Freight forwarding is changing — for better, for worse, and forever.

Freight forwarding is changing — for better, for worse, and forever.
Photo by Stephane YAICH / Unsplash

(I originally posted this article on Medium in November 2022)

As the end of 2022 is fast approaching, you’d be forgiven for thinking we were still in 2020. The last few years have gone by like a blur, yet many important events have taken place that will reshape the logistics industry forever. From a global pandemic to the Suez Canal traffic jam, and from tensions between the US and China (remember Trump’s tariffs?) to social unrest due to inflation, we’ve seen enough recently to last a lifetime.

How have recent events impacted the global freight forwarding market, and what can we expect moving forward?

Freight forwarding in numbers: “you’re hot, then you’re cold”

When you take a trip down memory lane, the recent global freight forwarding market is a story of peaks and troughs.

  • + 8% in 2017 (post Hanjin bankruptcy year, which caused some tensions in 2016)
  • + 3.9% in 2018
  • - 1.3% in 2019
  • - 8.7% in 2020
  • + 11.2% in 2021
  • Forecast + 5.x% in 2022

And overall positive evolution, which comes as no surprise considering the global enthusiasm around ecommerce in recent years. It is no secret that the majority of items sold online in the US originate in China, with drop-shipping or simply sourcing items on Alibaba or Aliexpress a common practice for many Shopify store owners.

Alongside the smaller ecommerce owner-operators, major brands, mainly in fast fashion, have clearly contributed to the growth in global freight movements. Alongside established brands such as Burberry, New Balance, GAP, and Balenciaga, Shein is establishing itself as a fast fashion powerhouse. And let’s not forget that WISH was a thing for five minutes.

Is the freight forwarding market going to stay hot for long?

The short answer — no.

We’re clearly overextended right now, and smart businesses are gearing up for a shift in consumer habits, and in the global scene. We’re already seeing a small exodus of businesses out of China, including Apple themselves who are experimenting with manufacturing the iPhone 14 outside of Chennai, in India. If this goes well, we can expect them to further expand their operations there, and to leave China completely, especially with the fear of a hostile military operation in Taiwan.

We’re hearing a lot about reshoring and nearshoring. These two strategies make complete sense, as the global pandemic has unravelled the weaknesses of our global supply chains. We’re simply not equipped today to handle such disruption. If the global flow of goods is not steady with predictable periods of tension, then we’ll continue to see more of the same issues that have been plaguing the major ports. From traffic jams to empty containers littering the port environment like a hoarder refusing to tidy their yard (and charging you for the privilege), we’ve seen it all.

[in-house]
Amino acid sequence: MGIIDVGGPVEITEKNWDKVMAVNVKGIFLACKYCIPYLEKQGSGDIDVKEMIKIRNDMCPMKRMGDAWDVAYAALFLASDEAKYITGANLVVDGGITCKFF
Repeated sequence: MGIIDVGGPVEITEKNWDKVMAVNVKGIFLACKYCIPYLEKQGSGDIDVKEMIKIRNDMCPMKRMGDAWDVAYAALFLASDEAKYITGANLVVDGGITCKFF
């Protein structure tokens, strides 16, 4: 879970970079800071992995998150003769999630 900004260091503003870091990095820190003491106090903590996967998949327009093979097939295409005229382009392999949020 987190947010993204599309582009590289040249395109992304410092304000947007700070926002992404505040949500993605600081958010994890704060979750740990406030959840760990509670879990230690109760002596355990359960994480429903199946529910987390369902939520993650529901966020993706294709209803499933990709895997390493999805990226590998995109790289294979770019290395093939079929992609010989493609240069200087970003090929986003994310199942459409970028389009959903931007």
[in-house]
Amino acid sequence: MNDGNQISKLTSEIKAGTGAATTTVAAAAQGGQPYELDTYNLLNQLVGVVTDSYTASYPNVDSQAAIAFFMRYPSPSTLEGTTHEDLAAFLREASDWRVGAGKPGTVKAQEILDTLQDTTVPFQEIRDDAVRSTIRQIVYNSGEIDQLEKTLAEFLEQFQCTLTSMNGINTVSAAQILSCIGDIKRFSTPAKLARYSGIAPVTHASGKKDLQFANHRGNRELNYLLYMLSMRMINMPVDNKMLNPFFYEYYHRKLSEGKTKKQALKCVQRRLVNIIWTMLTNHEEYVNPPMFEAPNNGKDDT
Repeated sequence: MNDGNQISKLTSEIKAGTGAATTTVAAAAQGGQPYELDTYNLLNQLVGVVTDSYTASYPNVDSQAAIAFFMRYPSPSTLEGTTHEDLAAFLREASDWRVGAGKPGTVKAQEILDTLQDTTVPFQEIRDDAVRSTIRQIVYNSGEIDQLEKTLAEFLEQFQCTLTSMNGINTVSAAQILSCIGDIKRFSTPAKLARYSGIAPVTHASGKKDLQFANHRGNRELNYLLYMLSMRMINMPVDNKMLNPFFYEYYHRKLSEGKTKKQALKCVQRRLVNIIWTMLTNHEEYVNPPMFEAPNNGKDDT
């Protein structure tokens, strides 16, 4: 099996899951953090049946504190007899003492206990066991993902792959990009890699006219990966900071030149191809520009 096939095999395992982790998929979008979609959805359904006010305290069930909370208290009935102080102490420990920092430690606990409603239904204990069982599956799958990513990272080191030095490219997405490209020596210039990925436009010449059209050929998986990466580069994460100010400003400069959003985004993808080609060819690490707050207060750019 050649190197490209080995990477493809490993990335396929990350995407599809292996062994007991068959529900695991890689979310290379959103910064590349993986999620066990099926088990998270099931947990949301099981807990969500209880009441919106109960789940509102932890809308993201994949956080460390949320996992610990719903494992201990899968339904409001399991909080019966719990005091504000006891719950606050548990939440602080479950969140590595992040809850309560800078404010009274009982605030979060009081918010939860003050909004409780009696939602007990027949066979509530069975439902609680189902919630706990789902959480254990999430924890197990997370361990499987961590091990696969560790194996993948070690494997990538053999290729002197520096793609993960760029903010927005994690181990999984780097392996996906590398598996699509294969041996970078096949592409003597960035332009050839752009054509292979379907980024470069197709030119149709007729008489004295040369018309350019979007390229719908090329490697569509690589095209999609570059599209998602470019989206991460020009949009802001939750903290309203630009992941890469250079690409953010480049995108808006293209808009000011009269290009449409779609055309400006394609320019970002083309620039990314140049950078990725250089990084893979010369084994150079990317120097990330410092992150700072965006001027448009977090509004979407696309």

Infrastructure cannot take the growth

Although carriers are building more ships, and asset-based companies are expanding their warehousing capacity (unless you’re Amazon) and fleet sizes, it doesn’t solve the problems. In fact, this is like applying a band-aid to a concussed patient who has just been thrown around in a TEU from Shanghai to LA, and then diverted to the East Coast due to traffic.

Maritime ports are located too close to densely populated areas, which is now causing expansion issues. Authorities cannot seem to find the time between busy periods to fix the existing mess, and anything they do try to implement doesn’t really cut it. A reasonable approach would be to increase everything: ports, roads, railways, canals… But this takes time and money. Money which is better invested in software solutions and horizontal expansion, to make more money.

With ocean vessel capacity set to increase by about 30% in 2025 compared to pre-pandemic numbers, how will the existing port and inland infrastructure keep up without significant change?

As the top 25 global freight forwarders dance with each other, SMBs are at risk

Consolidation is a buzzword we’ve been hearing for a while now in our industry. Ocean carriers consolidated the market in the blink of an eye, with multiple deals taking place back-to-back:

  • COSCO and China Shipping merger, then acquiring OOCL
  • Maersk acquired Hamburg Sud
  • ONE born out of the merger of NYK, K Line and MOL

(I’m definitely forgetting some deals there).

Fast forward to today’s global freight forwarding market. Not only are forwarders acquiring each other, but ocean carriers are once again keen to splash the cash on the back of bumper profits last year. Things are once again changing at the top:

  • DSV acquired Panalpina, and has now acquired Agility
  • Maersk acquired Damco and has added Senator to their operations
  • XPO Logistics dropped out of the top 25 global freight forwarder list to pursue their new specialised strategy